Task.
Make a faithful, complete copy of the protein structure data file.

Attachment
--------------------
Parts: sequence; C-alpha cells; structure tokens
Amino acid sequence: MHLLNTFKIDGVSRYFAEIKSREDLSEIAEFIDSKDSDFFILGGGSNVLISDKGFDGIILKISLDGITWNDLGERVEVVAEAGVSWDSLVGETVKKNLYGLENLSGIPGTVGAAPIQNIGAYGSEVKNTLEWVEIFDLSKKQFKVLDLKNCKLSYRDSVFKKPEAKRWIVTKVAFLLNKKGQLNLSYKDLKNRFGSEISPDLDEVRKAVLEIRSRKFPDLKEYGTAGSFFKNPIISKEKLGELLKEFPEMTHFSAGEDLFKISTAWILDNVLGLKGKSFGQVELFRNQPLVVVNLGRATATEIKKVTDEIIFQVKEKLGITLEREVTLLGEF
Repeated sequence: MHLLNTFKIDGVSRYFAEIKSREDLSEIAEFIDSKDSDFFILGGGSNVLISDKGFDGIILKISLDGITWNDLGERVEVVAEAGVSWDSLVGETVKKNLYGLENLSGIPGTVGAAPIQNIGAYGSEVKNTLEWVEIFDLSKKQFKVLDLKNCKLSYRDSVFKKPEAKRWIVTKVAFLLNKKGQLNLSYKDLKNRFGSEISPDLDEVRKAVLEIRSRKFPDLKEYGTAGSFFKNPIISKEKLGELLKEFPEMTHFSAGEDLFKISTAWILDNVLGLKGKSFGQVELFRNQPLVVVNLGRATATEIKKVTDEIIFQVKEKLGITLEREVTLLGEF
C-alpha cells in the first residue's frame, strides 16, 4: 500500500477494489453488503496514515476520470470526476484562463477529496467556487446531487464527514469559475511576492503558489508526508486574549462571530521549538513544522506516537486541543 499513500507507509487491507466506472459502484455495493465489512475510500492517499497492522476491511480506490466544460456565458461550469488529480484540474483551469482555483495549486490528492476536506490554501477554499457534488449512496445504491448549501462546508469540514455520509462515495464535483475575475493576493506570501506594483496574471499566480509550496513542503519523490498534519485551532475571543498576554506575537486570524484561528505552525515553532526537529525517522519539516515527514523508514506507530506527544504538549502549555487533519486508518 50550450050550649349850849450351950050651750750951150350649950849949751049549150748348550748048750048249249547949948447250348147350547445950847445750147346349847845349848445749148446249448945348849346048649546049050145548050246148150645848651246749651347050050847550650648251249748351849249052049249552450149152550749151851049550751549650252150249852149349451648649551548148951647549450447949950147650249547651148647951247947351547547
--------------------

Parts: sequence; C-alpha cells; structure tokens
Amino acid sequence: MHLLNTFKIDGVSRYFAEIKSREDLSEIAEFIDSKDSDFFILGGGSNVLISDKGFDGIILKISLDGITWNDLGERVEVVAEAGVSWDSLVGETVKKNLYGLENLSGIPGTVGAAPIQNIGAYGSEVKNTLEWVEIFDLSKKQFKVLDLKNCKLSYRDSVFKKPEAKRWIVTKVAFLLNKKGQLNLSYKDLKNRFGSEISPDLDEVRKAVLEIRSRKFPDLKEYGTAGSFFKNPIISKEKLGELLKEFPEMTHFSAGEDLFKISTAWILDNVLGLKGKSFGQVELFRNQPLVVVNLGRATATEIKKVTDEIIFQVKEKLGITLEREVTLLGEF
Repeated sequence: MHLLNTFKIDGVSRYFAEIKSREDLSEIAEFIDSKDSDFFILGGGSNVLISDKGFDGIILKISLDGITWNDLGERVEVVAEAGVSWDSLVGETVKKNLYGLENLSGIPGTVGAAPIQNIGAYGSEVKNTLEWVEIFDLSKKQFKVLDLKNCKLSYRDSVFKKPEAKRWIVTKVAFLLNKKGQLNLSYKDLKNRFGSEISPDLDEVRKAVLEIRSRKFPDLKEYGTAGSFFKNPIISKEKLGELLKEFPEMTHFSAGEDLFKISTAWILDNVLGLKGKSFGQVELFRNQPLVVVNLGRATATEIKKVTDEIIFQVKEKLGITLEREVTLLGEF
C-alpha cells in the first residue's frame, strides 16, 4: 500500500477494489453488503496514515476520470470526476484562463477529496467556487446531487464527514469559475511576492503558489508526508486574549462571530521549538513544522506516537486541543 499513500507507509487491507466506472459502484455495493465489512475510500492517499497492522476491511480506490466544460456565458461550469488529480484540474483551469482555483495549486490528492476536506490554501477554499457534488449512496445504491448549501462546508469540514455520509462515495464535483475575475493576493506570501506594483496574471499566480509550496513542503519523490498534519485551532475571543498576554506575537486570524484561528505552525515553532526537529525517522519539516515527514523508514506507530506527544504538549502549555487533519486508518 50550450050550649349850849450351950050651750750951150350649950849949751049549150748348550748048750048249249547949948447250348147350547445950847445750147346349847845349848445749148446249448945348849346048649546049050145548050246148150645848651246749651347050050847550650648251249748351849249052049249552450149152550749151851049550751549650252150249852149349451648649551548148951647549450447949950147650249547651148647951247947351547547